China, under the leadership of Xi Jinping, is rapidly transforming from an authoritarian state to a totalitarian fascism. In the last one year, China has brought the entire world extreme pain and anguish—the world has not undergone so much distress since World War II—all because of the Wuhan-originated virus, which had been kept under wraps till the time it rooted itself in every corner of the world. Since its inception, communist China’s first victims were its own people and people from occupied territories. Turkestan, also known as Xinjiang, was occupied by Mao’s communist army in 1949. Subsequently, Tibet was occupied, and the 14th Dalai Lama, along with his followers, was forced to take refuge in India.

Although China is composed of multi-ethnic people, it is controlled by the hegemonic power of ethnic Mandarin-speaking Han Chinese, who also constitute 90 percent of China’s population. The Chinese state is a cocktail of fascism, extreme nationalism, communism, and capitalism. China’s state policies toward ethnic minorities and occupied nations, like Buddhism in Tibet, Islam in East Turkestan and Mongols in southern occupied Mongolia, are extremely racist and broadly resembles Nazi Germany. The Nazis had implemented the policy of Lebensraum, where conquered nations faced extermination, race annihilation, mass murder, ethnic cleansing, and relocation because Berlin believed that they could utilise the living space for ethnic Germans. China’s policy in occupied territories such as Xinjiang, Tibet, Inner Mongolia and covertly economically ruled Gilgit Baltistan, KPK, and a vast span of Balochistan has led to slow-motion genocide and internal displacement of ethnic populations.

Unlike most authoritarian states, China does not believe in the continuity of the established world order. China is a disruptive and revisionist power. When it comes to international obligations and laws, China has already started to disregard it. In the apparent violation of International Sea Laws, China is building airstrips, radars, and missile systems in the international waters, causing hurdles for the freedom of navigation in the Pacific Ocean, and is also engulfed in border and land disputes with countries like Taiwan, Myanmar, Nepal, Bhutan, India, and a few more. In the 1990s, Western policymakers hoped that investment and trade with China would bring more freedom for the Chinese people. Nevertheless, they were wrong; China’s economic strength translated into more internal repression and external aggression.

Although China was a victim of colonisation it is now China which is becoming a coloniser in the region. China’s geopolitical and military ambitions are not limited to East Asia and South-eastern Asia. The Belt and Road Initiative (BRI) has enabled China to reach as far as Europe. One of the significant parts of the BRI is the China Pakistan Economic Corridor (CPEC), a blueprint for military and economic colonisation of South Asia. Pakistan and China are collaborating to turn occupied Balochistan, KPK into a colony and trying to emulate it on the lines of Xingxiang. In Jiwani, near the Strait of Hormuz, Pakistan and China are constructing a naval base and a secret underground naval base in strategic Sonmiani Beach.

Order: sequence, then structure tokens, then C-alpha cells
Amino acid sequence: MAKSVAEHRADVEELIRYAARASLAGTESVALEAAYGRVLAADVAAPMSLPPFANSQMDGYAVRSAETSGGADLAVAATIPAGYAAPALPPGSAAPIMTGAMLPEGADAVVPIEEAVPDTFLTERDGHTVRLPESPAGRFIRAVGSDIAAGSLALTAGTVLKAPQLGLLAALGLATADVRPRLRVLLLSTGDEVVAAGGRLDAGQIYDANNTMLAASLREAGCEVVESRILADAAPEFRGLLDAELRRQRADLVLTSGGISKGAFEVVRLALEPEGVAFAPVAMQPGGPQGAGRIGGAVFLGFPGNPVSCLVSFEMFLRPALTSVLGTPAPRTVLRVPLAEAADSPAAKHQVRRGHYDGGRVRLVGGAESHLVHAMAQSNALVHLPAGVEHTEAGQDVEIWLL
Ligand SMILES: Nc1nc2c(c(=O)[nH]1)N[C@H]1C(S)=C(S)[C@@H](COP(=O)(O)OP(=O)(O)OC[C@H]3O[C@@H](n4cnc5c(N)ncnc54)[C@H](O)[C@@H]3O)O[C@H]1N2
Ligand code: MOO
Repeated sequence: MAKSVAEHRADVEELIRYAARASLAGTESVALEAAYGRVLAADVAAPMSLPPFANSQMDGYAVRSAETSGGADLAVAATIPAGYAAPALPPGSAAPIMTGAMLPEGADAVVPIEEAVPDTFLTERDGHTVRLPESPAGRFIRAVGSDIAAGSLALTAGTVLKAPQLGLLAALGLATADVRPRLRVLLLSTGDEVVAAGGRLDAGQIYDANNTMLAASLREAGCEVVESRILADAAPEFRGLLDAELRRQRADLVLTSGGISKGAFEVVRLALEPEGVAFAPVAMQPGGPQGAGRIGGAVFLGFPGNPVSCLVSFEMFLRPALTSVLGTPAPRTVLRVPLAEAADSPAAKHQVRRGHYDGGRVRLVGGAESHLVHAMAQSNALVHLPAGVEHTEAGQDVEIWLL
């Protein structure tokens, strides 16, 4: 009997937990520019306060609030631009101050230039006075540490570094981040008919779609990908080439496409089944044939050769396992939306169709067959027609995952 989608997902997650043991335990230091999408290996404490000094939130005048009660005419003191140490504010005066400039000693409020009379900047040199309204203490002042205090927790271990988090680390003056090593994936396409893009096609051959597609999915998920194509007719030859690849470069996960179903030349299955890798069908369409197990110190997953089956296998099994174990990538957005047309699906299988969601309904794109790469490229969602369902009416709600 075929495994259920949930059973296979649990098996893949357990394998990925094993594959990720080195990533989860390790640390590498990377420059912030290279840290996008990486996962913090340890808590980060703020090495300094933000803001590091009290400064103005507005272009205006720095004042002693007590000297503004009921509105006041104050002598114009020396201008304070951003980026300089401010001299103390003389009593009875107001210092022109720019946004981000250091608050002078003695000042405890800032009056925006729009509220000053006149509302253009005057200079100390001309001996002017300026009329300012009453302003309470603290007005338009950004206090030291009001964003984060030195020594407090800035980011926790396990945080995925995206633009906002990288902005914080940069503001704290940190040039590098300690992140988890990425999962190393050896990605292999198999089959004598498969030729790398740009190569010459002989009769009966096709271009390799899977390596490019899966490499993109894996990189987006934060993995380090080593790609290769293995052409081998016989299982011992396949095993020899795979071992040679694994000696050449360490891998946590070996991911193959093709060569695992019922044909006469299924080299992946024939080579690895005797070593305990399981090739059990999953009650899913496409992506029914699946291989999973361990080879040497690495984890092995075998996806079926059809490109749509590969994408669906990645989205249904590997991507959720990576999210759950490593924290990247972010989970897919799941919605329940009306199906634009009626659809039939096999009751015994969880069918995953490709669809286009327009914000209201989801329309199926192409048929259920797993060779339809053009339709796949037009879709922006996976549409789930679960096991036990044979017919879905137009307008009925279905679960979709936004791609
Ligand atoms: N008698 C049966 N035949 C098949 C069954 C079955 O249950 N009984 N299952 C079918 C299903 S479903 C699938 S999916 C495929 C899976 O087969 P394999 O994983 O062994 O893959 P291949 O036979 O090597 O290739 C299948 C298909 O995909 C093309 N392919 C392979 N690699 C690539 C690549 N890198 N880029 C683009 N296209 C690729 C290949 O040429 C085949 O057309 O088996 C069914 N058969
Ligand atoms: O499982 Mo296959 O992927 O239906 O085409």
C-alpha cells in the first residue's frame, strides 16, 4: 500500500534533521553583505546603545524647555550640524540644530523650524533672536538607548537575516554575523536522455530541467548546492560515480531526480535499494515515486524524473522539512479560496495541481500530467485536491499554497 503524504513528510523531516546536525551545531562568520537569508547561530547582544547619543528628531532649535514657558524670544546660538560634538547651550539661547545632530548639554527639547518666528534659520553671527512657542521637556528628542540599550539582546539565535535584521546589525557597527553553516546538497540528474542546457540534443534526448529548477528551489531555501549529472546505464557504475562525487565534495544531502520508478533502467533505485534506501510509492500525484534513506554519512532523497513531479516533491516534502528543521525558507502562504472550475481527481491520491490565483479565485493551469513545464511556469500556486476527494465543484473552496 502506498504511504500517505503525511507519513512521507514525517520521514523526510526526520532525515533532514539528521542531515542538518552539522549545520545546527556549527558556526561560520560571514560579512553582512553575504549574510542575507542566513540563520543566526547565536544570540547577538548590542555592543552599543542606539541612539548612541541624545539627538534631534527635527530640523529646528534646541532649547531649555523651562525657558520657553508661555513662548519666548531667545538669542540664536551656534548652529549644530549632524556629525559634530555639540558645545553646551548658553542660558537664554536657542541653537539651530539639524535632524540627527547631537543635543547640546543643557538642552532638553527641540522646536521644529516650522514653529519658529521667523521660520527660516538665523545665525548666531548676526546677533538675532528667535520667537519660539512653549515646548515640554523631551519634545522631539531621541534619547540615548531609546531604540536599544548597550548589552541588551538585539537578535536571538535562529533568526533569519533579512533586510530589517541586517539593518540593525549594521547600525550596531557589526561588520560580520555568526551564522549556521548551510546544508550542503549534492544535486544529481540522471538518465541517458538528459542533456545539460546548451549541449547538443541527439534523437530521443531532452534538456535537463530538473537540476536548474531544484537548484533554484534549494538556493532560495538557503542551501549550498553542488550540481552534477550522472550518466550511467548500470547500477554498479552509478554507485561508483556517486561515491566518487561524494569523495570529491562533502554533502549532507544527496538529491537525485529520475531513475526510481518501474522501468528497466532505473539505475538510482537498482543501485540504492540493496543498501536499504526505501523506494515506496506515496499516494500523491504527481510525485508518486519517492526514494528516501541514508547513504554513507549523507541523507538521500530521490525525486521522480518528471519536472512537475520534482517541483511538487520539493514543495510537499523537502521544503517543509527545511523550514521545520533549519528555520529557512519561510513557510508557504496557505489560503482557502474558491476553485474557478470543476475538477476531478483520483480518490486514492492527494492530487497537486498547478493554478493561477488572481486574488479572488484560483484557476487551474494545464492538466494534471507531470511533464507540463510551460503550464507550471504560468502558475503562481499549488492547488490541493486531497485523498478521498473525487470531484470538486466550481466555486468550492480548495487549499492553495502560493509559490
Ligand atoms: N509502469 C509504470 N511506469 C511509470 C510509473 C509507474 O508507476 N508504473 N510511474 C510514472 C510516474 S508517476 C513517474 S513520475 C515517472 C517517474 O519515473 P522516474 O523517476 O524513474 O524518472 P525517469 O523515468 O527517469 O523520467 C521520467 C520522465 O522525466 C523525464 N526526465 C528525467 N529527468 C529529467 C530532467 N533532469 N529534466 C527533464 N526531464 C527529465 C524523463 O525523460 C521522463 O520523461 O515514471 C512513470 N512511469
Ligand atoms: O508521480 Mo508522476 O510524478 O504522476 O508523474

These secret bases in Balochistan will not only give China strategic hegemony in the Persian Gulf but also endanger free trade as they have done in the South China Sea.  It would adversely affect India, the world’s largest democracy and a regional powerhouse, complicating the strategic depth the Indian Navy has and would also give China and Pakistan some leverage to countervail India’s already occupied territories by China. Chinese claims over non-Chinese territories are based on myths and past imperial history. If, according to Chinese logic, imperial occupation is the basis of legitimacy to rule a populace then Mongolians should be the ruler of the Chinese people, because after all China was conquered and governed by the Mongol Empire for almost a century.

Since the spread of the global pandemic of Covid-19, the policies of Western countries which appeased China in the past have turned against China. The novel coronavirus has caused substantial human and financial losses in the entire world. Western countries are investing more in their defence and preparing for future conflicts now. In the midst of a second national lockdown and recession, the British government announced the largest increase in their defence budget since the Cold War. The goal of Britain seems very clear: they want the Royal Navy to be one of the most powerful naval forces of the world. However, the security challenges do not lie in continental Europe but in the waters of the Pacific Ocean.